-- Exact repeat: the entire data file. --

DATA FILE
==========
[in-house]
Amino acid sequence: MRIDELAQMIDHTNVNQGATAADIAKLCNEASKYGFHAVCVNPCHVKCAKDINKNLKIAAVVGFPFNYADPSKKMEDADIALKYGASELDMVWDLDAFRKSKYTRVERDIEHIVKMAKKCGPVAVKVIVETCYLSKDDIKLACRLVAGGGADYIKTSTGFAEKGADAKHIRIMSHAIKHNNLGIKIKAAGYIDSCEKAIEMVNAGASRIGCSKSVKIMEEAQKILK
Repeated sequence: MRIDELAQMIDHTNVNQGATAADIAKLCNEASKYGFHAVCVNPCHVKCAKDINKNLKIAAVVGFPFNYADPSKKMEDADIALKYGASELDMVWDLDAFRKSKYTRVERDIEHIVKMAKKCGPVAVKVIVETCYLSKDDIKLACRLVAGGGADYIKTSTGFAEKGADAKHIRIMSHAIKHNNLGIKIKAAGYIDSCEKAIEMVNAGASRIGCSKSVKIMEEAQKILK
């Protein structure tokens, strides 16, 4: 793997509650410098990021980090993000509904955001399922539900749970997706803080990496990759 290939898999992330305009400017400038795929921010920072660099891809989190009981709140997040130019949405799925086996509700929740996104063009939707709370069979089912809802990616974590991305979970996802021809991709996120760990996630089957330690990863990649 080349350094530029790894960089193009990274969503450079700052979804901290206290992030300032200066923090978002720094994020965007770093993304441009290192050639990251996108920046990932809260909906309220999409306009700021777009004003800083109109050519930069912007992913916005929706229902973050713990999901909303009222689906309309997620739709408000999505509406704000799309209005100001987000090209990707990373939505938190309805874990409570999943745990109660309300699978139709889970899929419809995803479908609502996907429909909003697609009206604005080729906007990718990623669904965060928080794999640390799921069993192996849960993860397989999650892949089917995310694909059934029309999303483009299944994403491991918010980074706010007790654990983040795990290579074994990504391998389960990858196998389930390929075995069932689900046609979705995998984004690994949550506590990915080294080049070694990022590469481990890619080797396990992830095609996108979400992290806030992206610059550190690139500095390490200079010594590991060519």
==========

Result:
[in-house]
Amino acid sequence: MRIDELAQMIDHTNVNQGATAADIAKLCNEASKYGFHAVCVNPCHVKCAKDINKNLKIAAVVGFPFNYADPSKKMEDADIALKYGASELDMVWDLDAFRKSKYTRVERDIEHIVKMAKKCGPVAVKVIVETCYLSKDDIKLACRLVAGGGADYIKTSTGFAEKGADAKHIRIMSHAIKHNNLGIKIKAAGYIDSCEKAIEMVNAGASRIGCSKSVKIMEEAQKILK
Repeated sequence: MRIDELAQMIDHTNVNQGATAADIAKLCNEASKYGFHAVCVNPCHVKCAKDINKNLKIAAVVGFPFNYADPSKKMEDADIALKYGASELDMVWDLDAFRKSKYTRVERDIEHIVKMAKKCGPVAVKVIVETCYLSKDDIKLACRLVAGGGADYIKTSTGFAEKGADAKHIRIMSHAIKHNNLGIKIKAAGYIDSCEKAIEMVNAGASRIGCSKSVKIMEEAQKILK
């Protein structure tokens, strides 16, 4: 793997509650410098990021980090993000509904955001399922539900749970997706803080990496990759 290939898999992330305009400017400038795929921010920072660099891809989190009981709140997040130019949405799925086996509700929740996104063009939707709370069979089912809802990616974590991305979970996802021809991709996120760990996630089957330690990863990649 080349350094530029790894960089193009990274969503450079700052979804901290206290992030300032200066923090978002720094994020965007770093993304441009290192050639990251996108920046990932809260909906309220999409306009700021777009004003800083109109050519930069912007992913916005929706229902973050713990999901909303009222689906309309997620739709408000999505509406704000799309209005100001987000090209990707990373939505938190309805874990409570999943745990109660309300699978139709889970899929419809995803479908609502996907429909909003697609009206604005080729906007990718990623669904965060928080794999640390799921069993192996849960993860397989999650892949089917995310694909059934029309999303483009299944994403491991918010980074706010007790654990983040795990290579074994990504391998389960990858196998389930390929075995069932689900046609979705995998984004690994949550506590990915080294080049070694990022590469481990890619080797396990992830095609996108979400992290806030992206610059550190690139500095390490200079010594590991060519």